While it may seem solar companies, developers, or homeowners are the most prominent stakeholders in the regulations, landowners have provided a considerable amount of feedback on the issue. At a meeting with the Board of Commissioners in early December, landowners and solar companies were in attendance to negotiate the new regulations.

Current regulations in the county allow small-scale solar facilities in agricultural zones. The facilities cannot exceed 20 acres in size and must undergo oversight and approval processes. Commissioner Barbara Kirkmeyer contends solar companies are circumventing regulations by building a small facility in one location and then constructing another close by to avoid the permitting process required for larger facilities.

“Over the course of the last four to six years, there’s been this thought that just because it’s the agricultural zone that AG stands for ‘anything goes.’ It doesn’t. We still expect it to be agriculture,” Kirkmeyer said at the meeting.

With the new proposed regulations, county commissioners initially did not want solar farms in agriculture zones, but the proposal was scrapped after feedback from landowners. The current recommendation is to allow small-scale solar projects in agriculture zones if it does not exceed 20 percent of a parcel and cannot be 250 feet within another facility. Medium-sized solar facilities can be on rangeland three miles outside of a municipality or in an industrial zone subject to approval. Large-scale facilities will be allowed if they meet the requirements of the medium-sized solar facilities.

At the meeting between commissioners and stakeholders, proposed compromises include allowing solar on property other than rangeland and adjusting the limit on land use to be 20 percent of a parcel within three miles of a municipality and 35 percent outside the three miles.

A second reading of the proposed ordinance took place on Dec. 16, with commissioners also approving to continue the matter until their next meeting on Feb. 22, 2021.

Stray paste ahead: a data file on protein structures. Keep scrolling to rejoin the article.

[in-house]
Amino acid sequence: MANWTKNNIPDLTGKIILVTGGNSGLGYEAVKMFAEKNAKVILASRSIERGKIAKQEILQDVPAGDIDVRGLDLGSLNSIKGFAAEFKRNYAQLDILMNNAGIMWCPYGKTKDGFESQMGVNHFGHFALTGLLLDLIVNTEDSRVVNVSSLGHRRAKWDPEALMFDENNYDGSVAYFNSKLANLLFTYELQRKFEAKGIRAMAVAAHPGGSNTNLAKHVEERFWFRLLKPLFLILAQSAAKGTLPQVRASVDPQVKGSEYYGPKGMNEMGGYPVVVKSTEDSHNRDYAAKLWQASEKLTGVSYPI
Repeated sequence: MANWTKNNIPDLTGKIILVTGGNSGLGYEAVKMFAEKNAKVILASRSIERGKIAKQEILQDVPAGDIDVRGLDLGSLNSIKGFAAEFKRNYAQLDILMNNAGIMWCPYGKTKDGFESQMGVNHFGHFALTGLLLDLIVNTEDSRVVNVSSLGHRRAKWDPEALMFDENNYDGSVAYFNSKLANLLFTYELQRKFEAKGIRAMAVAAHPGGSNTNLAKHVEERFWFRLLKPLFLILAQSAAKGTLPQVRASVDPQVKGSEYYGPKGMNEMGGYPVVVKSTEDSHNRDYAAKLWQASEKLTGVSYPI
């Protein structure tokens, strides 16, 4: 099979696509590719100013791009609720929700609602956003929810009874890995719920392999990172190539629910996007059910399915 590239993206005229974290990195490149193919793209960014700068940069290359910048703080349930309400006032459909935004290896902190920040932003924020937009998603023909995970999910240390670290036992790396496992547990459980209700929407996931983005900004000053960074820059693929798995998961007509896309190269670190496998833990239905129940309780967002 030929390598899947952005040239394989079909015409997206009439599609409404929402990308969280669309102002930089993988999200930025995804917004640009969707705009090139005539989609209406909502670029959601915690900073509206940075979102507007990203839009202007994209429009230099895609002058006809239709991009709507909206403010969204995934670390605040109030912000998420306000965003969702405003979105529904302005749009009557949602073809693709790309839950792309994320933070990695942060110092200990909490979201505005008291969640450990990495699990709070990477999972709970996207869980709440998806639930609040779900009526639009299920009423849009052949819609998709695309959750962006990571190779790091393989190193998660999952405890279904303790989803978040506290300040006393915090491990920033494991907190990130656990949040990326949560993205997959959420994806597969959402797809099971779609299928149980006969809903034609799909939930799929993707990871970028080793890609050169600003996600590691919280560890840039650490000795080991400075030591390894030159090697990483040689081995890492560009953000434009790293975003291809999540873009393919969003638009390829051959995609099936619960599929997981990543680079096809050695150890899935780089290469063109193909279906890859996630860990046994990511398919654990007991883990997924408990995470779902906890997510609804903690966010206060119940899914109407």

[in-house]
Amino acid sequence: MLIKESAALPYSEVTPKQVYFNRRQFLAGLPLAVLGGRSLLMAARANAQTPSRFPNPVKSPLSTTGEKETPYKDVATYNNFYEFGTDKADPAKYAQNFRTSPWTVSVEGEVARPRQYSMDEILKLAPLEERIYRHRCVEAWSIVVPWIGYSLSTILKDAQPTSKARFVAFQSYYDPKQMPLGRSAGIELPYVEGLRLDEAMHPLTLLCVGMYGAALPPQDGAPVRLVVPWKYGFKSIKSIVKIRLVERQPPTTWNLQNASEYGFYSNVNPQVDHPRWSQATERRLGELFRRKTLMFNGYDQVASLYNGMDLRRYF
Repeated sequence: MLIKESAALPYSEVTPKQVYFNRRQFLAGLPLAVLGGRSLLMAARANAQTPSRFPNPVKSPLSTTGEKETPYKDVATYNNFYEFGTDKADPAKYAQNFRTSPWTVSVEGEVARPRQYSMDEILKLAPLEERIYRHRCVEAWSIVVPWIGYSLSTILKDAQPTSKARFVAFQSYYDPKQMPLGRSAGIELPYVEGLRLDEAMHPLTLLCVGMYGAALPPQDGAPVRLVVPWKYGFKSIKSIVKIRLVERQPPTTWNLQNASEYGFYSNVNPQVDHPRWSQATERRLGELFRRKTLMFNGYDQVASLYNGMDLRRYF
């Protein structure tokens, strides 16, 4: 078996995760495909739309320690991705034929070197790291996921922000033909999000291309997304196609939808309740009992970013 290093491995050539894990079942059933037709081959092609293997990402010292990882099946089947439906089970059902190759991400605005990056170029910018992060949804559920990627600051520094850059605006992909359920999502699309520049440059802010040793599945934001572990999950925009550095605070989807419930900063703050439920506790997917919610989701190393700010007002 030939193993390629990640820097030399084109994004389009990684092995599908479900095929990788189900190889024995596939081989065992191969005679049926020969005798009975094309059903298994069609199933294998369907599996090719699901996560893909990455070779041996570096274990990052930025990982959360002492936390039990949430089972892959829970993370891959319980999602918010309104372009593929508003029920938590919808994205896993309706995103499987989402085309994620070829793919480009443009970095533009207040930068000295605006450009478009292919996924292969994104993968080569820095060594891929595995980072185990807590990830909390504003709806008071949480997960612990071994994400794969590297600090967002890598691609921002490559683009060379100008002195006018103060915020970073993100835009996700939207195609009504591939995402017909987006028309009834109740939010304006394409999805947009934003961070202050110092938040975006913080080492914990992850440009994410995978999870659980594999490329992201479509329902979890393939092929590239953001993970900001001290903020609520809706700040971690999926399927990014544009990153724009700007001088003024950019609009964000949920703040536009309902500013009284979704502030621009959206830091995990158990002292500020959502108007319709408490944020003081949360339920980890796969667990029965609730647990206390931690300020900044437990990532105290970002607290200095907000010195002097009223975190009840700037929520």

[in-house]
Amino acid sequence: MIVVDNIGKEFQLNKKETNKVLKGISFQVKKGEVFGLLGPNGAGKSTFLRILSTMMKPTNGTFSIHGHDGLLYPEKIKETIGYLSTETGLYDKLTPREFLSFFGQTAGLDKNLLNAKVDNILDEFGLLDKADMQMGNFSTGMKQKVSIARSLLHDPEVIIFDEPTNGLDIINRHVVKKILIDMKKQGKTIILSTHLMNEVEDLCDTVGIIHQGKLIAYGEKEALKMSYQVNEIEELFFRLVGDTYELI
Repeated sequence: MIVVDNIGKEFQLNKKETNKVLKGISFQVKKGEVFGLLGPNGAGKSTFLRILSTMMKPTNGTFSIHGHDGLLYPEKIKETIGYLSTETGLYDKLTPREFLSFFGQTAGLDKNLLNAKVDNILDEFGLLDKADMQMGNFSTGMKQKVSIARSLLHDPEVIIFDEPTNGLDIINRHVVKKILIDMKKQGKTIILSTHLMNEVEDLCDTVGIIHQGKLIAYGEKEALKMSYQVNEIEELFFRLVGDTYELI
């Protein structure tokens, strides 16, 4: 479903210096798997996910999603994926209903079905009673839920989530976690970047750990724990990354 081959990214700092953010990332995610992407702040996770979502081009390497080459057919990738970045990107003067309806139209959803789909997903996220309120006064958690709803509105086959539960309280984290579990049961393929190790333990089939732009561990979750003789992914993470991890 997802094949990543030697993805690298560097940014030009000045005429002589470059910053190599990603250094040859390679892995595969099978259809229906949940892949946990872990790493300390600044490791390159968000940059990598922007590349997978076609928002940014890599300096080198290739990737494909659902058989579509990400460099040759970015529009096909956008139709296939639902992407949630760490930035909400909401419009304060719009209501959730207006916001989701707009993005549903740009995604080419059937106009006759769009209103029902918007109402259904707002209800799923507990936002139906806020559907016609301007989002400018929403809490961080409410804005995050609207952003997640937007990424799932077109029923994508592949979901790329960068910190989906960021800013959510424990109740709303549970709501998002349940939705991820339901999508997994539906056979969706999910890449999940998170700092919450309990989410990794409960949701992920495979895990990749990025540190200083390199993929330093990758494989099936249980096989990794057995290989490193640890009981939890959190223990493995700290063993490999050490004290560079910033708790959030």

Weld County is a “Right to Farm” county where 75 percent of its 2.5 million acres is dedicated to farming and ranching. On the county website, it states the Comprehensive Plan “is to support all forms of the agricultural industry and, at the same time, to protect the rights of the private property owners to convert their agricultural lands to other appropriate land uses.”

Farm Bureau

The Colorado Farm Bureau wrote in their letter property owners are “best placed to make decisions on how to use their property in a way that provides the most value based on their individual priorities, subject to reasonable restrictions to protect the livelihoods and quiet enjoyment of their neighbors.”

Currier states the state’s producers work to produce food and energy from their property, and producers should ensure their operation’s success by diversifying into energy production regardless of the form of energy.

“Policies that unnecessarily and arbitrarily limit farmers and ranchers’ ability to use their property in a way that will best provide value for their agricultural enterprise are extremely problematic.

“In many cases, it may mean the difference between success or failure of a particular farm or ranch business, many of which are multigenerational, historical, and a part of Colorado’s unique heritage,” the letter states. — Charles Wallace, WLJ editor